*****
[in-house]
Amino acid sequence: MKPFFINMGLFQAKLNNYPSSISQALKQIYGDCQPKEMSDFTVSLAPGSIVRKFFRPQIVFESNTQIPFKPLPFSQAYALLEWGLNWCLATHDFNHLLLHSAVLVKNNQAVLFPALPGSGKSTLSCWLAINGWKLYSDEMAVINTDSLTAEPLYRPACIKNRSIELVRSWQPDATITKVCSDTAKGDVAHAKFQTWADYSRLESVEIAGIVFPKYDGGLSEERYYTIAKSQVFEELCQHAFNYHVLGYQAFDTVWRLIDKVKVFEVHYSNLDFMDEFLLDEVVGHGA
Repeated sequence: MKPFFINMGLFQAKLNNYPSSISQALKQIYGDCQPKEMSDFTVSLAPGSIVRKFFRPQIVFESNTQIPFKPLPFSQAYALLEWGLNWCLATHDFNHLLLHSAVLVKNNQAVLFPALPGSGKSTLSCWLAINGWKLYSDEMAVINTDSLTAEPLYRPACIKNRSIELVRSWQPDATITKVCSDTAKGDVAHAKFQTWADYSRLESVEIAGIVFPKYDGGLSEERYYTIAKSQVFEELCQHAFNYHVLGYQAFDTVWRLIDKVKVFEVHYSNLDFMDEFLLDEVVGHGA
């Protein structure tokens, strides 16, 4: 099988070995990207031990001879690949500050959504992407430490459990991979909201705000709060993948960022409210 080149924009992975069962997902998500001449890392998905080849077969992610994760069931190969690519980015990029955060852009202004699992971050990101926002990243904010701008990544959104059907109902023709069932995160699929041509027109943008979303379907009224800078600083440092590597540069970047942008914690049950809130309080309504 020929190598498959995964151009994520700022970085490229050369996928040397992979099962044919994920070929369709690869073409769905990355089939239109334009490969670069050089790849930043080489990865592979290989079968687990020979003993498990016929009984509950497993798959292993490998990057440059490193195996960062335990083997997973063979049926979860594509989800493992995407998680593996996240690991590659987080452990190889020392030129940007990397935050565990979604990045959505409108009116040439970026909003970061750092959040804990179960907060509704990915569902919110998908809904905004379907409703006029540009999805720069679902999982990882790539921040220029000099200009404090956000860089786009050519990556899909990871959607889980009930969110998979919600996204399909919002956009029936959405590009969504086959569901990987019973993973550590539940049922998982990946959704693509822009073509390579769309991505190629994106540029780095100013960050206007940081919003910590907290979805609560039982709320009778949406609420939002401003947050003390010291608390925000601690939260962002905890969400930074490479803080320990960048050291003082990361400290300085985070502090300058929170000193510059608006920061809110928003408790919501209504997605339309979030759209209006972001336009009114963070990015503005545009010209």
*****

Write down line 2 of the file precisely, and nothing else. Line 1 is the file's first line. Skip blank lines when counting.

Amino acid sequence: MKPFFINMGLFQAKLNNYPSSISQALKQIYGDCQPKEMSDFTVSLAPGSIVRKFFRPQIVFESNTQIPFKPLPFSQAYALLEWGLNWCLATHDFNHLLLHSAVLVKNNQAVLFPALPGSGKSTLSCWLAINGWKLYSDEMAVINTDSLTAEPLYRPACIKNRSIELVRSWQPDATITKVCSDTAKGDVAHAKFQTWADYSRLESVEIAGIVFPKYDGGLSEERYYTIAKSQVFEELCQHAFNYHVLGYQAFDTVWRLIDKVKVFEVHYSNLDFMDEFLLDEVVGHGA